TRANSITION REPORT 2014 Innovation in Transition


  • Economic recession persists, but signs of bottoming out are starting to emerge. The economy continues to be damaged by the credit squeeze and lack of confidence, but quarterly growth rates in the first half of 2014 have improved relative to the previous year.
  • The banking sector is undergoing a major restructuring. The main banks in the country have undergone significant recapitalisation in the past year, but credit continues to decline and non-performing loans (NPLs) account for around half of total loans.
  • Critical reforms to public administration, social welfare and privatisation are advancing. Progress so far in these areas has been steady, but a lot more needs to be done to ensure a more efficient economy and a return to sustainable economic growth.

Key priorities for 2015

  • Significant progress is needed on privatisation. In order to remain on track with the internationally supported bailout programme, the authorities should ensure that the state-owned telecommunications company, Cyta, is brought to sale in 2015 and the energy, transport and ports sectors also advance towards the long-term goals of attracting major private sector involvement.
  • NPLs need to be tackled effectively. It is important to intensify efforts to deal with this major problem, for which a coordinated approach is needed between the authorities, the central bank, local banks and international financial institutions. The prompt implementation of new legislation on insolvency and foreclosure would help this process.
  • The corporate sector, in particular, needs help in the current climate. The authorities could help enterprises by promoting greater energy efficiency (and thus reducing energy costs) and amending the legal framework to facilitate debt restructuring for viable firms.




2014 sector transition indicators
Corporate Energy Infrastructure FI

Source: EBRD.
Note: FI – Financial institution; ICT – Information and communication technology; Water – Water and wastewater; IAOFS – Insurance and other financial services; PE – Private equity.

Main macroeconomic indicators %

  2010 2011 2012 2013 2014
GDP growth 1.3 0.4 -2.4 -5.4 -3.5
Inflation (average) 2.6 3.5 3.1 0.4 0.4
Government balance/GDP -5.3 -6.3 -6.4 -4.9 -4.4
Current account balance/GDP -9.8 -3.4 -6.9 -1.9 -1.1
Net FDI/GDP 0.4 0.7 6.8 1.0 0.5
External debt/GDP 491.9 468.2 448.5 348.0 n.a.
Gross reserves/GDP n.a. n.a. n.a. n.a. n.a.
Credit to private sector/GDP 267.2 272.1 278.1 281.7 n.a.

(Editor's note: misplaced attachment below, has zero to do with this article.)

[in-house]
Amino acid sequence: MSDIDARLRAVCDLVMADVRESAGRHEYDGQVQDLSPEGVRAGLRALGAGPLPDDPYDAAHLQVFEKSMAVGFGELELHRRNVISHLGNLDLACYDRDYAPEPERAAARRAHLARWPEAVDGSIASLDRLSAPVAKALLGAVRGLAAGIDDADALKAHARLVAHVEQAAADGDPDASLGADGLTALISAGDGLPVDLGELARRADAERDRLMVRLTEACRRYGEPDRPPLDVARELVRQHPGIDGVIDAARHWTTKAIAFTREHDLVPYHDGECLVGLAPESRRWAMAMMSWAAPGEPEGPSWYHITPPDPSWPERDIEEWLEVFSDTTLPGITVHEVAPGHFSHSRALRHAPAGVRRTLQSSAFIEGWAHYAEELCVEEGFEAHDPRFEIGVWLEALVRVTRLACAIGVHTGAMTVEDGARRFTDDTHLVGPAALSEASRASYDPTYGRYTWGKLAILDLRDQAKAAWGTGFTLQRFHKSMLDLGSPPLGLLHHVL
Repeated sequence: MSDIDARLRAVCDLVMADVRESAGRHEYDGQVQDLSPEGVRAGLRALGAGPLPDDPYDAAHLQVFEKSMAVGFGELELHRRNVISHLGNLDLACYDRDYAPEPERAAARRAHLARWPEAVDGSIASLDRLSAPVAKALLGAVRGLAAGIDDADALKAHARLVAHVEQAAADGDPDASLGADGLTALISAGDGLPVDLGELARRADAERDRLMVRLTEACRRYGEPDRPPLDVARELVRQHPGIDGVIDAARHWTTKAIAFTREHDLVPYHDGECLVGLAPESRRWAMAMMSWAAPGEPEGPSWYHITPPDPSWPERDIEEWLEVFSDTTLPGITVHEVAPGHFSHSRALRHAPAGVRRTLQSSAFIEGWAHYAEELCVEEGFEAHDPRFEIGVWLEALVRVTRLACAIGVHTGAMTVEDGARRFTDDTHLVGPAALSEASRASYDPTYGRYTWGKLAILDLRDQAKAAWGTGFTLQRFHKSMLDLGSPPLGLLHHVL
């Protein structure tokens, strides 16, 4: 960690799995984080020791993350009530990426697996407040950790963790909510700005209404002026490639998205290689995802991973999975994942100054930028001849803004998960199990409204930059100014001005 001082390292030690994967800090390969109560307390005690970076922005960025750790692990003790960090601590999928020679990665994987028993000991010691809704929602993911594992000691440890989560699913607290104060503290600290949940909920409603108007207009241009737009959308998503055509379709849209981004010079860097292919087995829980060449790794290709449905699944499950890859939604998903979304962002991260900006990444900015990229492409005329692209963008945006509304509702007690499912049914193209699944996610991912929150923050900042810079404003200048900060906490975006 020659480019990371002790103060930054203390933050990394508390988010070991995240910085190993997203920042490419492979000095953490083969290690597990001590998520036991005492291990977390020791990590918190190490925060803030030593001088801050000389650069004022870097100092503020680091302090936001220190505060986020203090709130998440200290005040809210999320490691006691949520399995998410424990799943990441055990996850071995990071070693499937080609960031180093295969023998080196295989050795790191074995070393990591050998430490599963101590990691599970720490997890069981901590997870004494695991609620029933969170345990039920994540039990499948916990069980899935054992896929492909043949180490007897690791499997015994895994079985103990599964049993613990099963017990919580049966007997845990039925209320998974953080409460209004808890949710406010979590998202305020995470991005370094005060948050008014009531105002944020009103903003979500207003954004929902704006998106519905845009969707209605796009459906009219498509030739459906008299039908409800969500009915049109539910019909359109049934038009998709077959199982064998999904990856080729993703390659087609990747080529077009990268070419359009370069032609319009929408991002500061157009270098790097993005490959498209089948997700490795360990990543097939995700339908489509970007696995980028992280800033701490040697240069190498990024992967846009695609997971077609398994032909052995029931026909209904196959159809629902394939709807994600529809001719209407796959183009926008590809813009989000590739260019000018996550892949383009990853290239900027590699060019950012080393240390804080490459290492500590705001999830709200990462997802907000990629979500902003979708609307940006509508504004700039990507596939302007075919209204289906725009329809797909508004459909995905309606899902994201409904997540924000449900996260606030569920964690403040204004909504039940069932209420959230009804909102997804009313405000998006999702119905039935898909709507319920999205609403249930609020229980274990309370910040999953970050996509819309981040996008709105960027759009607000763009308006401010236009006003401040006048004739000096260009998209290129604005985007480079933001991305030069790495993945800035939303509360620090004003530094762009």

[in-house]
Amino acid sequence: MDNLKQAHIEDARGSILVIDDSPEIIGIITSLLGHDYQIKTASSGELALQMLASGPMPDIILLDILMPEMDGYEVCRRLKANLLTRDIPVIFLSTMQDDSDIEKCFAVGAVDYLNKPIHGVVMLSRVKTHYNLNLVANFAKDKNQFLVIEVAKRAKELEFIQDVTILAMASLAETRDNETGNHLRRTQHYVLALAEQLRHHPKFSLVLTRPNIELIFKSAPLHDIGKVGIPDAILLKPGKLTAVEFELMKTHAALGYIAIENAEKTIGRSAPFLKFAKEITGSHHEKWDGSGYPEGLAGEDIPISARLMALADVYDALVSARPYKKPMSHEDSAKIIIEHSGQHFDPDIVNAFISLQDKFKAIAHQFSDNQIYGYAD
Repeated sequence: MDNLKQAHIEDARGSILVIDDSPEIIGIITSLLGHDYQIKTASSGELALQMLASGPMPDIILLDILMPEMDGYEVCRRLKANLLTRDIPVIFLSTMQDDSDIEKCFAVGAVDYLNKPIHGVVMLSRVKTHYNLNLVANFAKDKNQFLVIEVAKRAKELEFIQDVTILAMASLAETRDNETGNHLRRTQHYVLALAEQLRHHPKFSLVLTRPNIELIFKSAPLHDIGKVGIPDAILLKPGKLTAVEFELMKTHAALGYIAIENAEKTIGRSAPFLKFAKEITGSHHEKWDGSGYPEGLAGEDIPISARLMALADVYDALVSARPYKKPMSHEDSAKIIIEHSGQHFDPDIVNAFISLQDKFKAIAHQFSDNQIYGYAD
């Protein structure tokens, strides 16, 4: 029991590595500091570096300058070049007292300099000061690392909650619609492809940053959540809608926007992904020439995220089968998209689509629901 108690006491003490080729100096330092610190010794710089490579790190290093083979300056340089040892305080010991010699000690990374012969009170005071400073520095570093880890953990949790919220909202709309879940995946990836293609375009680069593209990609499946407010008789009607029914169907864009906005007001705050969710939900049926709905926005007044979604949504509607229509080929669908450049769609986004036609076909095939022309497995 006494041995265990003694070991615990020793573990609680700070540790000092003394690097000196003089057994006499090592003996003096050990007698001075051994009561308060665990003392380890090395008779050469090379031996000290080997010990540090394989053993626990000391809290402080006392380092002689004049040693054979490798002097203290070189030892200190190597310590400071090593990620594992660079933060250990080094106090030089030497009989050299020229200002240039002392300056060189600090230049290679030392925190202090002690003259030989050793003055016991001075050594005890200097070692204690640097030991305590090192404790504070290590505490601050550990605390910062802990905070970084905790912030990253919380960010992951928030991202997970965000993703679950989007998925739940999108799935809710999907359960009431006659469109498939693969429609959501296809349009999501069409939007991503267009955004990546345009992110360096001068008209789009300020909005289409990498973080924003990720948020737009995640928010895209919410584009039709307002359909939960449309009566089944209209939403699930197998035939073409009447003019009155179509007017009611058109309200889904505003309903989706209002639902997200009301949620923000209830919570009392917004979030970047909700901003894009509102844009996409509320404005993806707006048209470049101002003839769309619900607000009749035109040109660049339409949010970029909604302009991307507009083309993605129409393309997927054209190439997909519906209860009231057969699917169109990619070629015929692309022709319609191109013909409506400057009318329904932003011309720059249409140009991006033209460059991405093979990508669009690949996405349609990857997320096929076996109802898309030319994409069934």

Note:  Cyprus is a member of the euro area.

Macroeconomic performance

The Cypriot economy has contracted sharply in the past two years, but positive signs are emerging. The economy has been undergoing a severe recession, largely owing to a deep crisis in the banking sector and the introduction of necessary austerity measures. The international community is supporting Cyprus with a €10 billion programme: €9 billion from the European Stability Mechanism and €1 billion from the International Monetary Fund (IMF). The programme is managed by the European Commission, the European Central Bank and the IMF (collectively known as the “Troika”). Real GDP fell by 2.4 per cent in 2012 and 5.4 per cent in 2013. Unemployment climbed to 16 per cent in 2013, compared with 11.9 per cent a year before, and just 6.3 per cent in 2010. Youth unemployment is exceptionally high, estimated at more than 40 per cent. However, wages are also adjusting, cushioning some of the impact on jobs, with compensation per employee declining in 2013. In the first half of 2014 quarterly growth rates (seasonally adjusted), while still negative, moved in a positive direction, and the year-on-year change in GDP of -2.5 per cent in the second quarter of 2014 was the best outcome since the crisis began.

Fiscal performance under the Troika programme has been strong. The general government deficit was reduced from 6.4 per cent of GDP in 2012 to 4.9 per cent of GDP in 2013. Cuts to wages and pensions in the public sector have helped to contain spending while revenues have been boosted by increases in the rates of corporate income tax and value added tax as well as higher excise taxes. Public finance management has been strengthened and an independent fiscal council is being established. Nevertheless, general government debt exceeded 110 per cent of GDP in 2013 (up from less than 50 per cent in 2008) and is likely to peak at around 124 per cent in 2015. A steep decline in imports, combined with a resilient performance in the tourism sector, has contributed to a sharp reduction in the current account deficit, to the point where the current account is now more or less in balance.

Cyprus has re-entered international capital markets. In June 2014 the country issued a five-year, €750 million bond. Investor interest was significant and the issuance was heavily oversubscribed, with a yield of just 4.85 per cent. In October 2014 the ratings agency, Standard & Poor’s, upgraded Cyprus’s credit rating from B to B+.